The Newari community, indigenous to the Kathmandu Valley in Nepal, boasts a rich cultural heritage, replete with fascinating traditions and rituals. Among the many celebrations that mark their calendar, two prominent events stand out: Bell Bibah and Gufa. These sacred rituals hold deep religious and cultural significance, offering a glimpse into the unique practices of the Newari people. In this blog, we will explore the essence of Bell Bibah and Gufa, shedding light on their origins, customs, and importance within the Newari community.

Bell Bibah:

Bell Bibah, also known as Bajrayogini Jatra, is a significant festival observed annually by the Newari community. The festival falls in the month of December or January, corresponding to the Nepali month of Poush. The word “Bihan” translates to “to take out,” symbolizing the act of bringing out the goddess Bajrayogini’s statue for public veneration.


According to legend, during the reign of King Pratap Malla, a priest discovered the divine statue of Bajrayogini in a secret chamber within the ancient city of Kathmandu. To honor this discovery and pay homage to the goddess, Bell Bibah was established as a grand procession featuring elaborate rituals and cultural performances.

Customs and Celebrations:

The festivities begin with a group of Newari priests, clad in traditional attire, performing ancient rituals at the temple of Bajrayogini. The highlight of Bell Bibah is the ceremonial procession, where the statue of the goddess is carefully placed on a palanquin adorned with flowers and carried through the streets of Kathmandu. Accompanied by musicians playing traditional instruments and devotees singing hymns, the procession creates a vibrant spectacle.

Bell Bibah Rituals
Bell Bibah Rituals

Throughout the procession, devotees gather to offer prayers and seek blessings from Bajrayogini. The air resonates with the sounds of bells, conch shells, and traditional Newari music, adding to the festive ambiance. The event concludes with the return of the goddess’s statue to her temple, where special rituals continue for several days.


Bell Bibah holds immense religious and cultural importance for the Newari community. It is believed that participating in the festival purifies the mind, body, and soul, and brings prosperity and good fortune. The festival also serves as a reminder of the rich heritage and artistic skills of the Newari people, with various cultural performances, dances, and music taking center stage during the celebrations.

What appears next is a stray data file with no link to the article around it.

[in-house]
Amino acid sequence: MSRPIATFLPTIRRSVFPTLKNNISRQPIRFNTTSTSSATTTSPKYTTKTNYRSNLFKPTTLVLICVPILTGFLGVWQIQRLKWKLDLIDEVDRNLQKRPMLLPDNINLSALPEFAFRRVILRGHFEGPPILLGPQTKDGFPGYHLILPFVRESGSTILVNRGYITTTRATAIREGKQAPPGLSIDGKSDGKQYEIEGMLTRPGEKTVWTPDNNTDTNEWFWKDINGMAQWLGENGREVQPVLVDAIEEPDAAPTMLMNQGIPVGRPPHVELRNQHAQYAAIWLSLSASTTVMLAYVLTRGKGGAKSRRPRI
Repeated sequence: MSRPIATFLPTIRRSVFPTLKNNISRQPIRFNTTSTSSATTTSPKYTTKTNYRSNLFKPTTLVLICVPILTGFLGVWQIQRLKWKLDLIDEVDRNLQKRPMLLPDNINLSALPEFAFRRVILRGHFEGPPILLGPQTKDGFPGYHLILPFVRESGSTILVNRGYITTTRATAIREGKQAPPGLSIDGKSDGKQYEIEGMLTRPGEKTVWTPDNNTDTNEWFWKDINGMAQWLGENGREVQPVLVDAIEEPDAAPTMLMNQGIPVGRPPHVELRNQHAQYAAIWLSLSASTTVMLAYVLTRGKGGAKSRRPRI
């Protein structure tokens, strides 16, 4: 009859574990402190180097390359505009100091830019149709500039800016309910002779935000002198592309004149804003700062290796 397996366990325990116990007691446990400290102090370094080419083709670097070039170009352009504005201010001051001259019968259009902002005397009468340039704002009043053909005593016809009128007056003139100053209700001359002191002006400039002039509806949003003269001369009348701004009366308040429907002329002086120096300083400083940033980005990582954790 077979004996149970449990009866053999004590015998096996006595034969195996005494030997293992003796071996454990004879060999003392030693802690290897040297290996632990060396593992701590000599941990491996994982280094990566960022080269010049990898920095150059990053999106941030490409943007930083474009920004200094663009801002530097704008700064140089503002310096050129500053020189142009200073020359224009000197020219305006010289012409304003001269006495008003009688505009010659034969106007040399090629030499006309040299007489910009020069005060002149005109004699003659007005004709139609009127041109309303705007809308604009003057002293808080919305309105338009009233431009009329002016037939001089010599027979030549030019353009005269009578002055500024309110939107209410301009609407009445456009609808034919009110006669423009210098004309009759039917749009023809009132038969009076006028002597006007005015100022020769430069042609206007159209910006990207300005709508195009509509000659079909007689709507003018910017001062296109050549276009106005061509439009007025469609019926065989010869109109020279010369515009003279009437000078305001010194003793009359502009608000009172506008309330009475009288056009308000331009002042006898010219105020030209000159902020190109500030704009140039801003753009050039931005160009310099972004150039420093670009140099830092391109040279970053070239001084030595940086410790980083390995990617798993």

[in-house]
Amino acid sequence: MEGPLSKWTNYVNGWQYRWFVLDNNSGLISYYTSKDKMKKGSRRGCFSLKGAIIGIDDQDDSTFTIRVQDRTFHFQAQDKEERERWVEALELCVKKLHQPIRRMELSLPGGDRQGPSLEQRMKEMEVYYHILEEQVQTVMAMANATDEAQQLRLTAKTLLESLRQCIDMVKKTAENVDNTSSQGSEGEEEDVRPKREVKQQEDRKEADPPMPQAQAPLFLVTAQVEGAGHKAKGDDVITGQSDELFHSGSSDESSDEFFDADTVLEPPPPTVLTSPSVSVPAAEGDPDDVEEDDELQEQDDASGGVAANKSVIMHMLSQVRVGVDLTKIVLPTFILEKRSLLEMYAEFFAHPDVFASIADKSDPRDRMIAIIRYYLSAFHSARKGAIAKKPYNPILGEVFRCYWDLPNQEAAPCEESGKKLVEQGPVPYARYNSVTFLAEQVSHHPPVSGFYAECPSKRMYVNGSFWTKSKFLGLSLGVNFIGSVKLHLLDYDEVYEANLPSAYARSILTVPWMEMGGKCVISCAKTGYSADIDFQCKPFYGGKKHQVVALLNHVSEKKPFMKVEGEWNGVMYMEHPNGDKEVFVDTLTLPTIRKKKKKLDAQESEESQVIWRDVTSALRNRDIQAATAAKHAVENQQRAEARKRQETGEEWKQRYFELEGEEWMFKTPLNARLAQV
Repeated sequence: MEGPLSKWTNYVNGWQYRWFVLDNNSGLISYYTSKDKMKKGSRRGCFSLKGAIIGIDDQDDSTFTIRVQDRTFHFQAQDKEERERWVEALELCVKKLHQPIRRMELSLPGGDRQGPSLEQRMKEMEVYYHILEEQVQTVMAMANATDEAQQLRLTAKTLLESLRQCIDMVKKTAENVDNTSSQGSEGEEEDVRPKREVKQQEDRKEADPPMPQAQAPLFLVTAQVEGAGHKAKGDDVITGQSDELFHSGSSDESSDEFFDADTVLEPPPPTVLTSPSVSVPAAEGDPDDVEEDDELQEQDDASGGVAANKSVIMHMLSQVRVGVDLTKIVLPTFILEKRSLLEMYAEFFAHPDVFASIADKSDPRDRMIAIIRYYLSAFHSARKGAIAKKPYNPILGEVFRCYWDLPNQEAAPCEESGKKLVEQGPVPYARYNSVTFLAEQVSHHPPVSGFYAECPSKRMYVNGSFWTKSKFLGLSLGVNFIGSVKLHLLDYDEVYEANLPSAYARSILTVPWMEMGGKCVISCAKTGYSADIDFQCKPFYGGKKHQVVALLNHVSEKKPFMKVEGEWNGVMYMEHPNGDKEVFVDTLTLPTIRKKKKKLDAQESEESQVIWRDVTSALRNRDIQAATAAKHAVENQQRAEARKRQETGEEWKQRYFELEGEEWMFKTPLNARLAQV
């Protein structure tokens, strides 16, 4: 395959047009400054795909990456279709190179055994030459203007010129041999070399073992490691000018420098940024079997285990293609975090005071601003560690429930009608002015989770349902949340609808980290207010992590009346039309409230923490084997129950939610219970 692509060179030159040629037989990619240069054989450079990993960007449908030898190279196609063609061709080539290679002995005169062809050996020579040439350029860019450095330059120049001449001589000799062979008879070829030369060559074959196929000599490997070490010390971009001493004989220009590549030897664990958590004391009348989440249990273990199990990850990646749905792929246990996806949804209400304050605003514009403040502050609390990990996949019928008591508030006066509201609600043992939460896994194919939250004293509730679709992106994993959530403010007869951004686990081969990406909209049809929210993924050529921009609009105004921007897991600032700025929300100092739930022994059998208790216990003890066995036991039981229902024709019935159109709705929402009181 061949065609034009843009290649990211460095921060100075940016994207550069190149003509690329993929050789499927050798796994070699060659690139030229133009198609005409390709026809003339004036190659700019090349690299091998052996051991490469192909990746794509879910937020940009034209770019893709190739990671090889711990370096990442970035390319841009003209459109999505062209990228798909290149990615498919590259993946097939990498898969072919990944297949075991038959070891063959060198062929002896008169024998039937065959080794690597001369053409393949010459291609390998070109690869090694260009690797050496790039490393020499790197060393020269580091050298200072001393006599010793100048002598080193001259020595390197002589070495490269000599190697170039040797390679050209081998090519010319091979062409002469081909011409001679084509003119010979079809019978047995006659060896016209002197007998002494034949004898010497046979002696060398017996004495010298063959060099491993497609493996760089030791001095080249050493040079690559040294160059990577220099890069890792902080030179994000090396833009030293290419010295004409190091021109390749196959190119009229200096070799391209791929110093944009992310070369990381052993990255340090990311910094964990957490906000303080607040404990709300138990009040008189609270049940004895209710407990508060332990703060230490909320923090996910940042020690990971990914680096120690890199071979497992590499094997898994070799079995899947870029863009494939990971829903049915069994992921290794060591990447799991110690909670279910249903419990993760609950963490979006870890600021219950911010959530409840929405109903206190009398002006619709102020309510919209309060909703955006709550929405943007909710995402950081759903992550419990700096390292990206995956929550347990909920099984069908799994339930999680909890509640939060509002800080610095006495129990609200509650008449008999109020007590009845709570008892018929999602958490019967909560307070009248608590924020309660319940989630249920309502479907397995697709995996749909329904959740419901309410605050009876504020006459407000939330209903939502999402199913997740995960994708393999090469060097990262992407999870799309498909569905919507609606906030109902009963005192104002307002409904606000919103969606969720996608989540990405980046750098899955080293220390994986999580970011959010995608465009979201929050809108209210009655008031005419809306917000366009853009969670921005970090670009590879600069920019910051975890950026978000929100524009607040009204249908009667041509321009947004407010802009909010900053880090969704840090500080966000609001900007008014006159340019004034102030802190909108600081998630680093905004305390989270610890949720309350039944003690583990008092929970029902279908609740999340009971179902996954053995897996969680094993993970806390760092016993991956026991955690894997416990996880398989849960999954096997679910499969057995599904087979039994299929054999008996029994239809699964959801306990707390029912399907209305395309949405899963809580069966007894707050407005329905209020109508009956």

Gufa, meaning “cave” in the Newari language, is another unique tradition celebrated by the Newari community. This ancient ritual is observed in honor of deceased family members and ancestors, and it is believed to ensure their peaceful journey in the afterlife.


The origin of Gufa can be traced back to ancient Newar myths and legends. The Newaris believe that after death, the soul of an individual lingers near the body for several days. Gufa acts as a ritualistic farewell, allowing the soul to peacefully depart from this world.

Customs and Celebrations:

Gufa is typically performed by the family members of the deceased on the third day after the passing. A special chamber or room, decorated with intricate Newari motifs and religious symbols, is created to represent the cave. The room is adorned with photographs of the deceased, along with offerings of food, flowers, incense, and traditional Newari delicacies.

During the ritual, family members gather to chant prayers and hymns, seeking blessings for the departed soul. The room is illuminated with oil lamps, symbolizing the journey from darkness to light. The atmosphere is filled with a sense of reverence and solemnity as the family members reflect on the life of their loved one and offer their final prayers and wishes for a peaceful afterlife.

Throughout the Gufa ritual, there is a strong emphasis on honoring the deceased and ensuring their spiritual well-being. The offerings of food and symbolic items are believed to provide nourishment to the departed soul on their journey. Family members may also engage in acts of charity and generosity in the name of the deceased, seeking to accumulate positive karma on their behalf. Gufa serves as a time for the family to come together, offering support and comfort to one another during the grieving process. It provides an opportunity for them to share stories, memories, and anecdotes about the departed, keeping their spirit alive in their hearts and minds.


Bell Bibah and Gufa are two captivating rituals that showcase the cultural and religious richness of the Newari community. Bell Bibah, with its grand procession and vibrant celebrations, pays homage to the goddess Bajrayogini and serves as a testament to the artistic talents of the Newari people. Gufa, on the other hand, offers a poignant and introspective moment for families to honor their departed loved ones and find solace in the collective rituals and prayers.

These rituals not only hold significance within the Newari community but also provide a deeper understanding of the broader cultural landscape of Nepal. They exemplify the diversity and depth of religious practices that shape the lives and traditions of different communities within the country.

By preserving and passing down these sacred rituals from one generation to another, the Newari community continues to uphold their cultural heritage and strengthen their sense of identity. Bell Bibah and Gufa serve as a testament to the enduring power of tradition and the profound connections between the past, present, and future in the lives of the Newari people.

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